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Battery and resistor. You measure the voltage across the battery and multiply it by the voltage across the shunt and the constant and you
have power.
I'm confused about how I should interpret the data of the real life measurements I've taken. Power source is two 12v nominal batteries in series, which gives around 25v under load and 0.5v ripple.
Load: high frequency modulated sinewave UPS which generates sinewave using high frequency modulation then sends the output to step-up transformer to yield 120v rms.
The input current waveform is very variable and looks like this:
http://img58.imageshack.us/img58/1420/currentwavepf8.jpg. When I expand the time base, I can see the high frequency modulation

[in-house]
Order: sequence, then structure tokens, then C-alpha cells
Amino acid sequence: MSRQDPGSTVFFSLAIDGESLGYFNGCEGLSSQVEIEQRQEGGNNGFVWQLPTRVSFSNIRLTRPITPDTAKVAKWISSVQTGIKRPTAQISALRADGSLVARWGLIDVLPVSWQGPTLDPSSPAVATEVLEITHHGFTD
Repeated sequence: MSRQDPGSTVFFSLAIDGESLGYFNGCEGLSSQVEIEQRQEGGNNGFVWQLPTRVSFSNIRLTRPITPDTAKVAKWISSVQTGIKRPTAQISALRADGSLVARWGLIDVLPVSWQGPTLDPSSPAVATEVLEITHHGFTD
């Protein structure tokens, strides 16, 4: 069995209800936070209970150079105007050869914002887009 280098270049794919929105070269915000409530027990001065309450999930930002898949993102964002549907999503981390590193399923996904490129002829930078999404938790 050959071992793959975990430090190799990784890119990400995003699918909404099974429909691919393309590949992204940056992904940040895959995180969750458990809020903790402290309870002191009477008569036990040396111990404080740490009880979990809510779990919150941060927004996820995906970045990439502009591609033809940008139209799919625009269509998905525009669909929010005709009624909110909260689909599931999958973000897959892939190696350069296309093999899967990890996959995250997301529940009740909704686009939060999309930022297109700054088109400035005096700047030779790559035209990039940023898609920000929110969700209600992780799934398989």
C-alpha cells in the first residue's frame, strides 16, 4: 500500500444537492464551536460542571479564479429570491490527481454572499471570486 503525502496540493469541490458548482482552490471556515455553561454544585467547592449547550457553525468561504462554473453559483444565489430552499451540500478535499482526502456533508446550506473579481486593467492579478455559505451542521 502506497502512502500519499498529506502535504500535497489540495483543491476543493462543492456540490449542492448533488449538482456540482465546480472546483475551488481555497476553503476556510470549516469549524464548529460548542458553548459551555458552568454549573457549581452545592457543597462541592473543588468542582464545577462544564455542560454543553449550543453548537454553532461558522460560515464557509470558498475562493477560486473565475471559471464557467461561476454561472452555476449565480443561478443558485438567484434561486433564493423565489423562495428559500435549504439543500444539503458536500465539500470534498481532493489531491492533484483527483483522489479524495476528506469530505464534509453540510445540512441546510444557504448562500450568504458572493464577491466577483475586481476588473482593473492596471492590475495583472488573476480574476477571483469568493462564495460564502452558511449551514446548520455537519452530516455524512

The voltage at battery was ~25v with 0.5v ripple under load, so I'm going to call that clean DC. DC ammeter reads about 3.2A, which means around 80W using simple math.
50KHz bandwidth power analyzer(should be enough to not overlook the high frequency component from sinewave synthesizer) reports 80.3W, which makes the simple math look right, but it reports 5.333A 133.32VA.
The analyzer takes the square root of the sum of the squares to get the current, so sqrt(3.2ADC^2+4.26625AAC^2)=5.333A
Real question is, how much current through that shunt? 5.333A or 3.2A? What is the effect on the available capacity of battery? Do I calculate as if the load is 3.2A or 5.333A?